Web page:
May Minister’s Column

Dear Ones:

I hope and trust this letter finds you well. I hope and trust you are enjoying spring. As I write in mid-April I’m beginning to contemplate our ministry themes for May and June. They go together: Relatedness and Borders. You often hear me speak of our relatedness to the whole of life. (Sometimes I use the word connect­edness.) For me such language is not hyperbole; it is a biological truth, a physical truth. We are related to the whole of life. We are made of the same stuff as stars. All matter emerged out of the same primordial soup.

However, it’s one thing to name our relatedness to the whole of life—to call it “factual.” It’s another thing entirely to know it and feel it deep in our bones. It’s not an easy fact to keep front and center in our con­sciousness. Why? Because our lives are also filled with borders. We are related to the whole of life, but our skin acts as a border between ourselves and “not ourselves.”  We are called to love our neighbors as ourselves, but we also know this has never been an easy moral obligation to meet. (Sometimes we can’t stand our neighbors. Sometimes they can’t stand us!) There are many different kinds of borders in our lives (emotional, social, political, geographical, etc.), and thus our relatedness to the whole of life, and sometimes even to our own family members, can seem elusive. Many spiritual practices are designed to help us transcend borders and experience relatedness.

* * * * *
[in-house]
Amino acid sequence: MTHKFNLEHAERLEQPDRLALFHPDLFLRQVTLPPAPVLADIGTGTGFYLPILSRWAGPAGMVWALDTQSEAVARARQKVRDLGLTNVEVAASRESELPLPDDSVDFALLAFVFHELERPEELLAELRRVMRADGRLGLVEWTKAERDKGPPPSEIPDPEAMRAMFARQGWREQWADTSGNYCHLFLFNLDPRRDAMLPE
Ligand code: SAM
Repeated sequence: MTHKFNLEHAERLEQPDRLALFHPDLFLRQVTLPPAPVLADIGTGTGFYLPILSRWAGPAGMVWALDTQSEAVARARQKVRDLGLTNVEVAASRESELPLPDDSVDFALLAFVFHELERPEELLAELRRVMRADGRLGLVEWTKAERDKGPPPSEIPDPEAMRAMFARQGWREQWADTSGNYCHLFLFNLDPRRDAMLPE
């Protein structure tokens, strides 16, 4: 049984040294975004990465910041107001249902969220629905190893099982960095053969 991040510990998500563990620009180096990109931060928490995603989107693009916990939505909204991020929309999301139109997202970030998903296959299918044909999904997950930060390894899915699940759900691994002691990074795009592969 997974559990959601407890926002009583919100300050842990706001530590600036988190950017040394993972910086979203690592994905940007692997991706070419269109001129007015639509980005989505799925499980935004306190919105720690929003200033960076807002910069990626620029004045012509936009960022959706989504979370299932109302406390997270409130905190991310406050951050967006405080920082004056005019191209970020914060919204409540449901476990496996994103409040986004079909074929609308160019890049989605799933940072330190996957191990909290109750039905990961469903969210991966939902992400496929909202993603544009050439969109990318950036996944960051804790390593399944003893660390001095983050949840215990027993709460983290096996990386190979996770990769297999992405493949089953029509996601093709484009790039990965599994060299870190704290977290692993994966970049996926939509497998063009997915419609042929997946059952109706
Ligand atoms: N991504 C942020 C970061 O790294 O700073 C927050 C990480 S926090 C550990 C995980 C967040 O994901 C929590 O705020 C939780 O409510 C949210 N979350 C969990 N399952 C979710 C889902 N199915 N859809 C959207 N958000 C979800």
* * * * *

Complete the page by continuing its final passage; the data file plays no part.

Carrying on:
On Tuesday evening, May 15th, from 7:00 to 9:15, at our meeting house, I will participate in a debate/ dialogue with a conservative, evangelical Christian minister, the Rev. John Rankin. Our topic for the evening (which will be taped for a radio show) will be “What are the Politics of Jesus: Inclusive or Exclusive?” This feels to me like an experiment in finding relatedness in the midst of some fairly profound borders that exist between us. Rev. Rankin was raised in the Universalist Church of West Hartford, but left that congregation and converted to a Christian Evangelical identity in his teenage years. He is passionate about the Bible and about what we might call traditional family values. He is a formidable debater. He is a kind and caring soul. He is one who firmly believes it is better to disagree in the presence of relationship rather than its absence. When we disagree within a relationship we may not change each other’s convictions, but our dialogue and de­bate have the potential to spur our own growth and keep our borders open. When we disagree in the absence of relationship, we are more likely to become rigid in our thinking, strengthen our borders, and miss opportunities for growth. I’m nervous about this event on May 15th, but also very excited. I hope you’ll join us.

As we journey together through the next few months, expect to hear much more from me on the inter­play between relatedness and borders.

With Love, Rev. Josh